Lesbian Is Not a Dirty Word

Relationships with other parents were so much simpler when my children were little. That’s  primarily because we all had the same rules for our children: share with each other, don’t hit when you get mad and don’t throw temper tantrums, especially not in public.

But as our children get older, the issues become more complicated. And so do the relationships with other parents.  Because the tougher the issues are, the more likely the adults are to have different values and opinions.

Take the issue of love and relationships.

My husband and I have always believed in tolerance and love. It doesn’t matter who you love. What matters is that you do love and, hopefully, are loved back.  The power of love is so much greater than bigotry and hate, and  we’ve tried to pass down that value to our children.

But not everyone shares that value.  There are those people who believe that there is a right kind of love and a wrong kind of love.  And they pass that value down to their children.

Unfortunately in that process, they try to pass their values down to other children too.

Take a recent incident in the neighborhood.  Like so much neighborhood drama, it started on the school bus.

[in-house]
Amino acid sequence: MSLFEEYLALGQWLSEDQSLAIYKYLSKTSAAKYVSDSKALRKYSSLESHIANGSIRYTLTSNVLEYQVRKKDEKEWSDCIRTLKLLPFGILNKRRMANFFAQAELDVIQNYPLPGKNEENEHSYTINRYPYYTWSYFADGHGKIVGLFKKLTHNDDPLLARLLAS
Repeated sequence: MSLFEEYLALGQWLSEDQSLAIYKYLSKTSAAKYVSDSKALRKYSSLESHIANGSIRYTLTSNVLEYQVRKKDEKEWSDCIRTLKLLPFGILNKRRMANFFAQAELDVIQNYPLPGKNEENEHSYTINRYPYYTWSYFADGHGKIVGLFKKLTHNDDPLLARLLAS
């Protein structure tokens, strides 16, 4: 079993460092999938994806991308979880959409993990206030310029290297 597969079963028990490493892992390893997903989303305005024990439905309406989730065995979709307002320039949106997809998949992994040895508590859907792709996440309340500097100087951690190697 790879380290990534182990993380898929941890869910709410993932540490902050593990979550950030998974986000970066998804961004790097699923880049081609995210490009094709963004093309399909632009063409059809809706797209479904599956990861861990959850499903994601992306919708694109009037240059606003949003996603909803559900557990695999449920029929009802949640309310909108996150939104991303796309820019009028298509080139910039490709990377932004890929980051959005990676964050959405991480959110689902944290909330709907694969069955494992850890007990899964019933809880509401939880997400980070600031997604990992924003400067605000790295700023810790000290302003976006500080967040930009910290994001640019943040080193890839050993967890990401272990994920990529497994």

A neighbor boy called my daughter and her BFF lesbians.

My daughter was completely unaffected by the comment.  She probably would have  forgotten about it if her best friend hadn’t told her father, who completely freaked out. In fact, I wouldn’t have even know about the incident if  the BFF’s parents hadn’t felt the need to include me in on their concerns.

“They were called a name,” the frantic father told me.

“What name?” I asked.

“I can’t say it in front of the girls,” he said. “When they are older and learn what it means, it will scar them.”

This seemed ridiculous to me since his daughter had obviously heard “the name” and had repeated it  to him.  But, my daughter, who never misses anything, reinforced the concept.

“I already know what ‘it’ means,” she said.

At this point, I was still completely unaware of what “it” was, but my daughter caught my confusion.  “Lesbian,” she whispered.

The BFF’s father looked a bit confused then muttered, “Well my daughter doesn’t know what it means.”

Being raised not to think any of this was a big deal, my daughter immediately chimed in, “Yes she does. I told her.”

Here’s the deal.  If my son or daughter even mentions an issue related to sex or sexuality, I make sure to contribute to the conversation. I want to ensure they get the facts. I’ve seen the research that shows the more accurate  information youth have, the more likely they are to make safe choices when the time comes.  Which means there are a lot of interesting, and honest, conversations in my house.

Apparently, those conversations aren’t happening in the home of my daughter’s BFF.  Instead, she’s  getting her sex education on the school bus.

After getting over his initial shock that my ten-year old daughter had told his ten-year old daughter what a lesbian is, the BFF’s  father ranted on.